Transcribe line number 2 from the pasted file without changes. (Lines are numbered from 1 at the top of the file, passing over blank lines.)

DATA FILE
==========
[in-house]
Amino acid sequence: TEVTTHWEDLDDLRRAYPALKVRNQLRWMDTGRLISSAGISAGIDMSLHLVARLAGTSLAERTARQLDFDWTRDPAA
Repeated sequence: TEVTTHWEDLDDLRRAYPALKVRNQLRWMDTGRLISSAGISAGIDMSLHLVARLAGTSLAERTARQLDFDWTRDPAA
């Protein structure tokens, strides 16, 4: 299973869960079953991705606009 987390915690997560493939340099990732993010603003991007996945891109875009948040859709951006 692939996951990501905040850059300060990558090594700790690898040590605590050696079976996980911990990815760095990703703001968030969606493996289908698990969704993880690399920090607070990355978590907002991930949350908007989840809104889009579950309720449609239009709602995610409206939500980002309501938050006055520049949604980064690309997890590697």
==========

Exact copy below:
Amino acid sequence: TEVTTHWEDLDDLRRAYPALKVRNQLRWMDTGRLISSAGISAGIDMSLHLVARLAGTSLAERTARQLDFDWTRDPAA